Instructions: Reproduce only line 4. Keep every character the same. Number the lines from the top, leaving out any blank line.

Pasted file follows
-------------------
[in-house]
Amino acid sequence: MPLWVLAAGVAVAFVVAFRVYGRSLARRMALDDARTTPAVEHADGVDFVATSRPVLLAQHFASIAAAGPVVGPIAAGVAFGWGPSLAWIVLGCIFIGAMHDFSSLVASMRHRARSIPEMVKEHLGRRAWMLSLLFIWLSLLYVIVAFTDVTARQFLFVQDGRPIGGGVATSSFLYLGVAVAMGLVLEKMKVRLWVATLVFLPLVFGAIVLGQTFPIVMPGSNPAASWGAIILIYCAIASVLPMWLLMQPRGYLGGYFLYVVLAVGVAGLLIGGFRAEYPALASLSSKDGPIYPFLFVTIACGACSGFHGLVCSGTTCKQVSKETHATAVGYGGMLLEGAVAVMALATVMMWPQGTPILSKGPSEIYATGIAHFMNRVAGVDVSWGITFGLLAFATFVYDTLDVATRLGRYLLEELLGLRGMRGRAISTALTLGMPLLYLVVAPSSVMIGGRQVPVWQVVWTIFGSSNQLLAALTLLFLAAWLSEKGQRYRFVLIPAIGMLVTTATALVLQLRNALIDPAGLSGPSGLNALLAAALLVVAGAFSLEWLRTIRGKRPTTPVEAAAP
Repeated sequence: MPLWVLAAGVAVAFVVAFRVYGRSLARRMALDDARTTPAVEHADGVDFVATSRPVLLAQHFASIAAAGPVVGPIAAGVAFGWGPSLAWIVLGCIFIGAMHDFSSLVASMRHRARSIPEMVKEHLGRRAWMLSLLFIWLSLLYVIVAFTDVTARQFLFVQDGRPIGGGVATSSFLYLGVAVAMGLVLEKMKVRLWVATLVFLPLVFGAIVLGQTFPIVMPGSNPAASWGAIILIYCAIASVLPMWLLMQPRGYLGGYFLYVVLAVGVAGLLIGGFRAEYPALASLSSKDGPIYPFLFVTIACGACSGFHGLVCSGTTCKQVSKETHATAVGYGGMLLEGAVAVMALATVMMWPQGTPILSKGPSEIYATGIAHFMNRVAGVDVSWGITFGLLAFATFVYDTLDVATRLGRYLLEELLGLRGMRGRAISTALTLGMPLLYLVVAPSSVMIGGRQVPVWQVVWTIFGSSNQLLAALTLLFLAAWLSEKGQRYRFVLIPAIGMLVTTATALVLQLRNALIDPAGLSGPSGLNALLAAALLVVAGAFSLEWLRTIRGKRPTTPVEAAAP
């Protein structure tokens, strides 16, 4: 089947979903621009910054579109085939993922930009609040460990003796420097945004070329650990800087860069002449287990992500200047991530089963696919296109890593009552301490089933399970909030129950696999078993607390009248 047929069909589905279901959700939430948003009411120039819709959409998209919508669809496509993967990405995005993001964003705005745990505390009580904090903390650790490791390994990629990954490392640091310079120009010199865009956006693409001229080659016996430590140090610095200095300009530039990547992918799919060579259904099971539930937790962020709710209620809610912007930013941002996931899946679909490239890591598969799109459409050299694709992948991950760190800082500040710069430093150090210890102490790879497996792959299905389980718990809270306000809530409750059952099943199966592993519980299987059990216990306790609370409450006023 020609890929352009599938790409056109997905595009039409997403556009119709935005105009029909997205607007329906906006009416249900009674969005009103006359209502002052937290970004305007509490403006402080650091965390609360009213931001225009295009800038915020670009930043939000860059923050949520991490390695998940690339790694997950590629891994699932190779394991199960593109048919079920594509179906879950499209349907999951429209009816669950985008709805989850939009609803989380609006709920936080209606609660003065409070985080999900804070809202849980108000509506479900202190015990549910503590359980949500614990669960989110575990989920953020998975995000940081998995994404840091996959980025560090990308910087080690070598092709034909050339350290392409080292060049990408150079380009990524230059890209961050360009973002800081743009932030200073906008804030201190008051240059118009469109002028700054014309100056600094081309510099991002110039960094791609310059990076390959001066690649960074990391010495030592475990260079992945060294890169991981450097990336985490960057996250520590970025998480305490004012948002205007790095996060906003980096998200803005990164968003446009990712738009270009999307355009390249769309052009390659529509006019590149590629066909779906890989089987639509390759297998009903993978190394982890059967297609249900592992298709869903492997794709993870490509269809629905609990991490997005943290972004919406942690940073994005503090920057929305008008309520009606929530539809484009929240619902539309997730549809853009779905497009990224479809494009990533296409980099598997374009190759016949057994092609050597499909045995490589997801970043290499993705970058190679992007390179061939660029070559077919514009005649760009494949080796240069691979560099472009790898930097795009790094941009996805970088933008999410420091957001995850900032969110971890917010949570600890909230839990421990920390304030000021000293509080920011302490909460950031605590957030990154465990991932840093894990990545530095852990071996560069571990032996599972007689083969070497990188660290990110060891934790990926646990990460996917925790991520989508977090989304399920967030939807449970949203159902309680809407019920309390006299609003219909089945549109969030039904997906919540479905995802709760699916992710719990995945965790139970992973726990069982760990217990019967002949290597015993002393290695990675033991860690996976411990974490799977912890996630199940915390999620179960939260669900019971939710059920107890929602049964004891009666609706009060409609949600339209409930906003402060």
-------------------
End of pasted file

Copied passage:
């Protein structure tokens, strides 16, 4: 089947979903621009910054579109085939993922930009609040460990003796420097945004070329650990800087860069002449287990992500200047991530089963696919296109890593009552301490089933399970909030129950696999078993607390009248 047929069909589905279901959700939430948003009411120039819709959409998209919508669809496509993967990405995005993001964003705005745990505390009580904090903390650790490791390994990629990954490392640091310079120009010199865009956006693409001229080659016996430590140090610095200095300009530039990547992918799919060579259904099971539930937790962020709710209620809610912007930013941002996931899946679909490239890591598969799109459409050299694709992948991950760190800082500040710069430093150090210890102490790879497996792959299905389980718990809270306000809530409750059952099943199966592993519980299987059990216990306790609370409450006023 020609890929352009599938790409056109997905595009039409997403556009119709935005105009029909997205607007329906906006009416249900009674969005009103006359209502002052937290970004305007509490403006402080650091965390609360009213931001225009295009800038915020670009930043939000860059923050949520991490390695998940690339790694997950590629891994699932190779394991199960593109048919079920594509179906879950499209349907999951429209009816669950985008709805989850939009609803989380609006709920936080209606609660003065409070985080999900804070809202849980108000509506479900202190015990549910503590359980949500614990669960989110575990989920953020998975995000940081998995994404840091996959980025560090990308910087080690070598092709034909050339350290392409080292060049990408150079380009990524230059890209961050360009973002800081743009932030200073906008804030201190008051240059118009469109002028700054014309100056600094081309510099991002110039960094791609310059990076390959001066690649960074990391010495030592475990260079992945060294890169991981450097990336985490960057996250520590970025998480305490004012948002205007790095996060906003980096998200803005990164968003446009990712738009270009999307355009390249769309052009390659529509006019590149590629066909779906890989089987639509390759297998009903993978190394982890059967297609249900592992298709869903492997794709993870490509269809629905609990991490997005943290972004919406942690940073994005503090920057929305008008309520009606929530539809484009929240619902539309997730549809853009779905497009990224479809494009990533296409980099598997374009190759016949057994092609050597499909045995490589997801970043290499993705970058190679992007390179061939660029070559077919514009005649760009494949080796240069691979560099472009790898930097795009790094941009996805970088933008999410420091957001995850900032969110971890917010949570600890909230839990421990920390304030000021000293509080920011302490909460950031605590957030990154465990991932840093894990990545530095852990071996560069571990032996599972007689083969070497990188660290990110060891934790990926646990990460996917925790991520989508977090989304399920967030939807449970949203159902309680809407019920309390006299609003219909089945549109969030039904997906919540479905995802709760699916992710719990995945965790139970992973726990069982760990217990019967002949290597015993002393290695990675033991860690996976411990974490799977912890996630199940915390999620179960939260669900019971939710059920107890929602049964004891009666609706009060409609949600339209409930906003402060």